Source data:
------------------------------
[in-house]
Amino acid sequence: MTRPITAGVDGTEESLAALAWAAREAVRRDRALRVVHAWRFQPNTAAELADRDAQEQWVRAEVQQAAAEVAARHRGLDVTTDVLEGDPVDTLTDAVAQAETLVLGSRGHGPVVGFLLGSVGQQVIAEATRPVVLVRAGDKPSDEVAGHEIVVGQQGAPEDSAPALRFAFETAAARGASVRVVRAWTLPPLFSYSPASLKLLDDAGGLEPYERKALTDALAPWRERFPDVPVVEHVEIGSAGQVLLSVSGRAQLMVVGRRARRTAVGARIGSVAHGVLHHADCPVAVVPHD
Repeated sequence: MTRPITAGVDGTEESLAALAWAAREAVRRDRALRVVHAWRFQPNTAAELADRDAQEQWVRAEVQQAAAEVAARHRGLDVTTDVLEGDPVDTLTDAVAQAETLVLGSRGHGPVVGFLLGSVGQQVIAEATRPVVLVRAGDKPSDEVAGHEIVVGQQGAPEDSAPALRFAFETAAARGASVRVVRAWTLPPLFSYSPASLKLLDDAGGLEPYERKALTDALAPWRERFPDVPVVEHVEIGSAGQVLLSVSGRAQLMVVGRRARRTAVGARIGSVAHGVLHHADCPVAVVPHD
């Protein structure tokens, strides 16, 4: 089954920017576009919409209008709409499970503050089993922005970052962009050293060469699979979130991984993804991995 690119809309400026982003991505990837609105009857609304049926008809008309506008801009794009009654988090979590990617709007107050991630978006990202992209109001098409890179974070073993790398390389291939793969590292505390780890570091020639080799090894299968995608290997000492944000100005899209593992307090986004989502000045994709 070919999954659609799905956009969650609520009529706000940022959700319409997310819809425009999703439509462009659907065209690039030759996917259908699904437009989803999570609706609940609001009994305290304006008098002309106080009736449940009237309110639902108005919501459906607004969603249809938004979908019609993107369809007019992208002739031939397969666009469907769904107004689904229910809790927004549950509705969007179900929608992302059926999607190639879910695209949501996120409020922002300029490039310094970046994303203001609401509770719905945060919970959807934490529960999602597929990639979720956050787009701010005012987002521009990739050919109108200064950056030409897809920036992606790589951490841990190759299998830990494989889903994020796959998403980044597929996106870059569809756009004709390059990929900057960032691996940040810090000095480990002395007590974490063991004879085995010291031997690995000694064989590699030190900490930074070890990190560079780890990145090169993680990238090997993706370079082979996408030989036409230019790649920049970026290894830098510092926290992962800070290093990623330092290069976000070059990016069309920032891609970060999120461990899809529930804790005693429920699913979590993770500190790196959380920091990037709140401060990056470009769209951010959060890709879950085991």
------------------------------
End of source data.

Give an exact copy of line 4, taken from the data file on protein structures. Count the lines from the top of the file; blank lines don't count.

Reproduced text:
């Protein structure tokens, strides 16, 4: 089954920017576009919409209008709409499970503050089993922005970052962009050293060469699979979130991984993804991995 690119809309400026982003991505990837609105009857609304049926008809008309506008801009794009009654988090979590990617709007107050991630978006990202992209109001098409890179974070073993790398390389291939793969590292505390780890570091020639080799090894299968995608290997000492944000100005899209593992307090986004989502000045994709 070919999954659609799905956009969650609520009529706000940022959700319409997310819809425009999703439509462009659907065209690039030759996917259908699904437009989803999570609706609940609001009994305290304006008098002309106080009736449940009237309110639902108005919501459906607004969603249809938004979908019609993107369809007019992208002739031939397969666009469907769904107004689904229910809790927004549950509705969007179900929608992302059926999607190639879910695209949501996120409020922002300029490039310094970046994303203001609401509770719905945060919970959807934490529960999602597929990639979720956050787009701010005012987002521009990739050919109108200064950056030409897809920036992606790589951490841990190759299998830990494989889903994020796959998403980044597929996106870059569809756009004709390059990929900057960032691996940040810090000095480990002395007590974490063991004879085995010291031997690995000694064989590699030190900490930074070890990190560079780890990145090169993680990238090997993706370079082979996408030989036409230019790649920049970026290894830098510092926290992962800070290093990623330092290069976000070059990016069309920032891609970060999120461990899809529930804790005693429920699913979590993770500190790196959380920091990037709140401060990056470009769209951010959060890709879950085991």